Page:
“The University Church just begs to be sung in,” says Lindsay Armstrong, junior vocal performance major. “But the echoes we hear while we’re singing in that acoustically amazing space wouldn't be nearly as satisfying if we weren't able to freely sing about what is literally the greatest phenomenon in this world: that an uncontainable God wants a relationship with each of us.”
Armstrong is in her third year as a member of both the University Singers and the select choir, I Cantori. She is learning musical techniques such as sight-reading, intervals, using her voice to blend with a group rather than stand out, reading other languages, and analyzing the meanings of text. More than that, she says, she is learning life skills such as how to get along with different types of people, how to admit when you’re wrong and how to listen to other people.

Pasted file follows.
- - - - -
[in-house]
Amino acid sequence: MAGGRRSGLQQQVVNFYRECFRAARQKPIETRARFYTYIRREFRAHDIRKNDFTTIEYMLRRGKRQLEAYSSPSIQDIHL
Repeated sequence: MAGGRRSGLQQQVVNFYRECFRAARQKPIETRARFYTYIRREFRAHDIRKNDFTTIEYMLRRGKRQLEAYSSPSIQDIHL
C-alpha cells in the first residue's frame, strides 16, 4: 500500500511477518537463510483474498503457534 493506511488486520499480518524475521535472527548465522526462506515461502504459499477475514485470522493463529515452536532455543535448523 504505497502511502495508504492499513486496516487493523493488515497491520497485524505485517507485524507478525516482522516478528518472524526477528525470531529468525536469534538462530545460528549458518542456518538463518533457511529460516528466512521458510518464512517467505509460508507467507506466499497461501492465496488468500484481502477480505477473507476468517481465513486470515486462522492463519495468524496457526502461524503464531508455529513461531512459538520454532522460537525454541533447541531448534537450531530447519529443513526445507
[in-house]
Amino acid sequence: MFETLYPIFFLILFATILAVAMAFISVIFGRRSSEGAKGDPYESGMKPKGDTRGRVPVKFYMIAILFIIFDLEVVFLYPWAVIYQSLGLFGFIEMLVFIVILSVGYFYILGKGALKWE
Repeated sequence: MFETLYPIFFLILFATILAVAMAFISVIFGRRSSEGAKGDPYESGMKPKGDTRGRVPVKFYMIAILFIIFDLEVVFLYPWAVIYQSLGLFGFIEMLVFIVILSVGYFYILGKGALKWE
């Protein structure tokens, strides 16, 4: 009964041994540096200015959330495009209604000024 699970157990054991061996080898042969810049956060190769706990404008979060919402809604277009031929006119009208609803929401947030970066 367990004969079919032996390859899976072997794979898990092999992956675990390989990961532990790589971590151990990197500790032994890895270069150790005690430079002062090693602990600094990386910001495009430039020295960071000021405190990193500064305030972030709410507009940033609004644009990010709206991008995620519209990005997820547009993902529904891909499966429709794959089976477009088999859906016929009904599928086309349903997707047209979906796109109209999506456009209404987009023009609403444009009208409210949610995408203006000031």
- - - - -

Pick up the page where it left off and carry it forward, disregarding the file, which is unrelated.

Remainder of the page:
“The most important thing I've learned, however, is that vulnerability is what marks a great performer or performance. People respond to authenticity in performances. You have to do the hard work," she says. "You have to know your pieces so well that you can then go and perform and focus on the personal meaning to you. That's when the magic happens. That's when people are drawn closer to God because we are simply showing them what God means to us.”